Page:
Holy Orders I
Over the course of the past year and a half we have spent time considering the Sacraments of the Church, we now come to the final sacrament we will review, that of the Sacrament of Holy Orders. We have been using the various rituals of the Church which confer the sacraments as a way of guiding our study of each individual sacrament and we will do the same with Holy Orders. However, there are three orders in Holy Orders – the diaconate, the priesthood, and the episcopacy – each having its own ritual of ordination. Our most common experience with those in Holy Orders are those who are priests, so we will use that ordination ritual as our guide and, at the end of our study, look more briefly at the diaconate and the episcopacy.
Before we delve into the nature of Holy Orders, especially that of the nature of the priesthood, we must step back for a moment and come to a deeper understanding of the priesthood in light of the priesthood of Jesus Christ, because Jesus Himself is a priest, He possesses the fullness of the priesthood and is most truly our great high priest. The priesthood of priests cannot be fully understood without first examining the nature of Christ’s own priesthood, since all priests participate and are given a share in that priesthood.
The first question we must ask is where does Christ’s own priesthood come from? The Letter to the Hebrews which is, in many ways, a sustained reflection on the priesthood tells us where the priesthood of Christ comes from, we read, “Neither doth any man take the honour to himself, but he that is called by God, as Aaron was. So Christ also did not glorify himself that he might be made a high priest: but he that said unto him: Thou art my Son, this day have I begotten thee. As he saith also in another place: Thou art a priest forever, according to the order of Melchisedech” (Hebrews 5.4-6)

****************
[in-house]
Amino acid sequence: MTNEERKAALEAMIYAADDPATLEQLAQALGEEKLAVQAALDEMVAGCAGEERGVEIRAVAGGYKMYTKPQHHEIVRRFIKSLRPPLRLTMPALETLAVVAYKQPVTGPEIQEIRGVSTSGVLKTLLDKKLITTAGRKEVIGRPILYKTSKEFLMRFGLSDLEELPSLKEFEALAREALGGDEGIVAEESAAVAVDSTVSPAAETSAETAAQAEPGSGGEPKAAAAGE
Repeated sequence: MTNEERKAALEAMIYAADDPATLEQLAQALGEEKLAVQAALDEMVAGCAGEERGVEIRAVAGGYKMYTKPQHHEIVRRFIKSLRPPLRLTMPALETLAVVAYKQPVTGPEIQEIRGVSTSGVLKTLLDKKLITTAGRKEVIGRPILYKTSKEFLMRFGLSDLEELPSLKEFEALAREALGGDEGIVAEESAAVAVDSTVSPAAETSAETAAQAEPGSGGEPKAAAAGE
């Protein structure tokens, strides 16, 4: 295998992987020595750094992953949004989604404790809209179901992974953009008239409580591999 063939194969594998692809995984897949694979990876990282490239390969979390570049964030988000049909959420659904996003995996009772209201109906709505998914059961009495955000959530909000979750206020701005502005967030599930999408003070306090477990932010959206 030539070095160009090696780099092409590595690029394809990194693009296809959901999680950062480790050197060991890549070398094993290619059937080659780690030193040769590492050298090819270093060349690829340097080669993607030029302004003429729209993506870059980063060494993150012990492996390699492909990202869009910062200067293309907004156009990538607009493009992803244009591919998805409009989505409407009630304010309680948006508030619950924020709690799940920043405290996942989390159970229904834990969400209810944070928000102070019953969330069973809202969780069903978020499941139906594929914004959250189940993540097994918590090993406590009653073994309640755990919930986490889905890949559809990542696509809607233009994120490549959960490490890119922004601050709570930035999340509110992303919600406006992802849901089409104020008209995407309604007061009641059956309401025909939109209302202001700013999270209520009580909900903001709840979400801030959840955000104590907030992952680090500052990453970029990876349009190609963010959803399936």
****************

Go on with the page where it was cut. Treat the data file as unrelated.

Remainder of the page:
This points out something very important – that the priesthood of such grandeur that not even Christ in His Humanity can take it on Himself, it is something which His Father bestows upon Him. The Father bestows the priesthood on the Humanity of Christ at the first moment of His conception. At that moment, the Father acknowledges that Christ, is the one mediator between heaven and earth. We can rightly say that His consecration as Priest takes place at the Incarnation. In Christ Himself, all humanity is united in order to be purified and sanctified and to be brought back to God – in this we see that the very heart of Christ’s priesthood (and the priesthood itself) is to be the mediator offering oblations and sacrifices to the Father and in return the Father uses the priest to communicate His graces to mankind. As we read in the Letter to the Hebrews, “For every high priest taken from among men, is ordained for men, in the things that appertain to God, that he may offer up gifts and sacrifices for sins” (Hebrews 5.1). St. Thomas Aquinas points out the other dimension of the priesthood – that of handing over sacred things, as he points out that the Latin word for priest, sacerdos, means “one who gives sacred things.”